Gruen is fed up with the false predictions, mysticism, and erroneous teachings of the KCP! A popular criticism of the KCP is the promotion of predictions after they have come true. The critics say Cain would have to go back to the 1950s to cite documentation to give any credibility to the preposterous claims that Cain makes about his birth and childhood. The Pentecostal critics of Cain, Wimber, et al, say they use every trick found in the bag of the charismatic shaman.

Hot on the Trail for the Kansas City Prophets

The claim of the KCP is that the gift of prophecy, a power which some had during the apostolic period, should be restored to the church. This explains why and how the KCP fit into Wagner's "Third Wave," and with Wimber's "Signs and Wonders' movement.

The KCP has two distinct sides: The first addresses the present prophetic utterances with claims that they are being fulfilled today. The second side is that this unprecedented third wave advent of the of the Holy Spirit is the apocalyptic clan that the Second Coming of Christ will be at any moment in this generation even today [Shades of the 19th century "Millerites"].

And another question is raised that once the Kansas City Prophets are identified, why should conservative churches of Christ be interested? There are indeed critical reasons why the churches should be deeply concerned.

We first meet the Kansas City Prophets and their founder, Mike Bickle, April 1996 in Florence, Alabama. The occasion was the Mid­South 1996 Conference on Spiritual Renewal. The conference theme was "Preparing the Bride." Mike Bickle was a key note speaker, and so was Rubel Shelly.

Bickle and Shelly were billed as International Christian Statesmen ministering to the worldwide body of Christ in these words: "These men are God's appointed men for this conference, coming with a fresh word from the Father." Are we to assume that Ruble Shelly thinks that he is now speaking ex cathedra (from God's very throne)? The language explicitly says so!

The leaders in the churches of Christ in the Florence, Ala., area, which I like to refer to as "Tolbert Fanning country," and as the first cradle of the Restoration Movement with reference to churches of Christ, must awaken to the fact that the "change agents" have your churches especially targeted because the churches are numerous and influential. The idea is to set up a domino strategy in Middle Tennessee and North Alabama and then pick up the pieces.

To learn more about the tactics of these barracudas of change, read Lynn Anderson's book Navigating the Winds of Change. Such pious brethren do not establish churches preferring to take the churches over "ready made" which includes gullible memberships and the real Property earned by others. And, moreover, these brethren would not consider the "take overs" to be "the work of Satan."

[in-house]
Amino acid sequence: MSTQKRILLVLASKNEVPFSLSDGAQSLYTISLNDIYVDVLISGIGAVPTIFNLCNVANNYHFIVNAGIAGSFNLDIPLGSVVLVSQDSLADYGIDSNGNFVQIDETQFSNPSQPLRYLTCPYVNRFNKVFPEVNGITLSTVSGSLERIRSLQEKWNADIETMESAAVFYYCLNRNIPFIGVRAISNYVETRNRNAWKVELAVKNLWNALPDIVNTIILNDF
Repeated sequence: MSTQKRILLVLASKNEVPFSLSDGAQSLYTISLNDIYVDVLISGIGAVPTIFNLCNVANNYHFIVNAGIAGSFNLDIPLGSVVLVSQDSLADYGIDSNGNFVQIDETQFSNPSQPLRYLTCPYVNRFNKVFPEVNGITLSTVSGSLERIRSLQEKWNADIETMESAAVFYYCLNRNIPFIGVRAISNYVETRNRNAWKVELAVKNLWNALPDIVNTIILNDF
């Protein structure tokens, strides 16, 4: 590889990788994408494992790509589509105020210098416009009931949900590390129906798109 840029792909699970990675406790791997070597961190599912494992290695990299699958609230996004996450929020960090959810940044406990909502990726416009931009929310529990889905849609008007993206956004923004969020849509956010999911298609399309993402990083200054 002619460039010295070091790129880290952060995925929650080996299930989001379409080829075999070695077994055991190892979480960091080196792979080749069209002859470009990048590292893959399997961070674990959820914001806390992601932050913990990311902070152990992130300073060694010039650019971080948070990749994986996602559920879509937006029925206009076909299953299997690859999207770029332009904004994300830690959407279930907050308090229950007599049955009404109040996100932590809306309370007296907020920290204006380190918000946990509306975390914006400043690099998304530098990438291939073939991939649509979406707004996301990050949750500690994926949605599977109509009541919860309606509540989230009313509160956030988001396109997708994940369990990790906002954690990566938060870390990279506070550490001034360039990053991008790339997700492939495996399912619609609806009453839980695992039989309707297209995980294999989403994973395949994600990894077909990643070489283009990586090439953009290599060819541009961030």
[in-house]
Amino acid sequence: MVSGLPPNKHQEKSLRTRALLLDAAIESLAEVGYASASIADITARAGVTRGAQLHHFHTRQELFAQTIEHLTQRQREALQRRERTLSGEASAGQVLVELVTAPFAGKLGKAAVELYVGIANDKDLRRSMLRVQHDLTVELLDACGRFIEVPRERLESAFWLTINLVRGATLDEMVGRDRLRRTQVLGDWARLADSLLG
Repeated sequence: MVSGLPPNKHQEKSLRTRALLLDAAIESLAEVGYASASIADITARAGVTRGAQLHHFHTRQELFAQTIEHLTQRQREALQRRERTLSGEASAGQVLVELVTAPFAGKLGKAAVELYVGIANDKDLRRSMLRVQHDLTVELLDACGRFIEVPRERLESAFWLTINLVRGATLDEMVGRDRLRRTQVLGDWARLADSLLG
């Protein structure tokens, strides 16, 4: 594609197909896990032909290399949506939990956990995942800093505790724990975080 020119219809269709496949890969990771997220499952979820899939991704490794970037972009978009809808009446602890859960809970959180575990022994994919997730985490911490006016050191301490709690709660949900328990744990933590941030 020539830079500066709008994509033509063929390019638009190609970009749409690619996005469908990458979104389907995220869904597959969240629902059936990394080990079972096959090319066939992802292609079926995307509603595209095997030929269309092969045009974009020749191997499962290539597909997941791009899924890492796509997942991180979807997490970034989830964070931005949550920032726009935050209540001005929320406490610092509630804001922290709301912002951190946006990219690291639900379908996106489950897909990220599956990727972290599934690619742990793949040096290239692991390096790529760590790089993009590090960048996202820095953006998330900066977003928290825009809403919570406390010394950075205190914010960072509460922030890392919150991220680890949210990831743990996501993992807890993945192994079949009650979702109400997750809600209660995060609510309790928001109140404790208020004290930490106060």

Shelly's Connections with the KCP Is Circumstantial

That Dr. Shelly was a principal speaker for the 1996 Conference does not mean that the Woodmont Family of God will be joining the Kansas City Fellowship. As a matter of fact, he never mentions the KCP, nor do any of the "Holy Ghost" practitioners in churches of Christ. The ubiquitous presence of Rubel Shelly is sighted in wide and disparate settings from Florence to Calgary embracing contradictory theological ideas.

A second connection with the KCP comes through Randy Harris, a DLU professor. He makes a special reference to Jack Deere in a recent issue of Wineskins with obvious approval.

The third connection of the church of Christ with the KCP comes by way of John Wimber's Vineyard and the "Third Wave." Gary Holloway and Michael Weed read a paper May 1995 before the Disciple of Christ Historical Society in Nashville in which they suggest three paradigmatic models for the Church of Christ. Of one they write: "The other model influencing Churches of Christ is third wave charismatic worship described by church growth expert C. Peter Wagner and others." Need we say more?

Summary Conclusion

As a church historian, a major intent of this article is to provide a simple understanding of these weird new paradigms which are being introduced surreptitiously into unsuspecting churches of Christ. The documentations are indisputable. Does it ever occur to the liberal element that they have kept the conservative churches of Christ under harsh attack for thirty­five years with little opposition? "A worm squirms in hot ashes." Let the facts speak for themselves. Enough is enough!

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Published July 1997